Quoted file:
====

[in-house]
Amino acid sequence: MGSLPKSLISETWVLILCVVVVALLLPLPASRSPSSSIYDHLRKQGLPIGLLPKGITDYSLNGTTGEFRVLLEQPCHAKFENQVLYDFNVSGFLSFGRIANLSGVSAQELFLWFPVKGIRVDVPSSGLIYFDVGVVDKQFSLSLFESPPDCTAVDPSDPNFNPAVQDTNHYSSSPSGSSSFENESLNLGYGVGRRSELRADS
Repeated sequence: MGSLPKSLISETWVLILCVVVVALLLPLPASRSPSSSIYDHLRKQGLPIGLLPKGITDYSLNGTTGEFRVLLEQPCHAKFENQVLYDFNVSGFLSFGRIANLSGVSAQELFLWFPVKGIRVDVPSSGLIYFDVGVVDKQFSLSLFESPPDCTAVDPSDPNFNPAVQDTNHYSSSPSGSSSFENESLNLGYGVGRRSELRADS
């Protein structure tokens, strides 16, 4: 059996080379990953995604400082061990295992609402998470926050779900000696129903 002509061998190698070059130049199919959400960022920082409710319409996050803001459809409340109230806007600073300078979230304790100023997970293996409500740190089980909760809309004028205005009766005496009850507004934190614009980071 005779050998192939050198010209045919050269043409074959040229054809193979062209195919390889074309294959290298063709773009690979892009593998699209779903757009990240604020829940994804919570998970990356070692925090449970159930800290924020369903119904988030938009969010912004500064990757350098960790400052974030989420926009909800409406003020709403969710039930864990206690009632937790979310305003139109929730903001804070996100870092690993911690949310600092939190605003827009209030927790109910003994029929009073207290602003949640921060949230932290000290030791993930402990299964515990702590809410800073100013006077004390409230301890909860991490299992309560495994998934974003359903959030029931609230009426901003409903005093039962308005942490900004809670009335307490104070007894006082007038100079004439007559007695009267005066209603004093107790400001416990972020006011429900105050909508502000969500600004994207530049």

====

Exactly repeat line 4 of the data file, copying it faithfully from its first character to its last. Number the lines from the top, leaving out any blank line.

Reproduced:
């Protein structure tokens, strides 16, 4: 059996080379990953995604400082061990295992609402998470926050779900000696129903 002509061998190698070059130049199919959400960022920082409710319409996050803001459809409340109230806007600073300078979230304790100023997970293996409500740190089980909760809309004028205005009766005496009850507004934190614009980071 005779050998192939050198010209045919050269043409074959040229054809193979062209195919390889074309294959290298063709773009690979892009593998699209779903757009990240604020829940994804919570998970990356070692925090449970159930800290924020369903119904988030938009969010912004500064990757350098960790400052974030989420926009909800409406003020709403969710039930864990206690009632937790979310305003139109929730903001804070996100870092690993911690949310600092939190605003827009209030927790109910003994029929009073207290602003949640921060949230932290000290030791993930402990299964515990702590809410800073100013006077004390409230301890909860991490299992309560495994998934974003359903959030029931609230009426901003409903005093039962308005942490900004809670009335307490104070007894006082007038100079004439007559007695009267005066209603004093107790400001416990972020006011429900105050909508502000969500600004994207530049």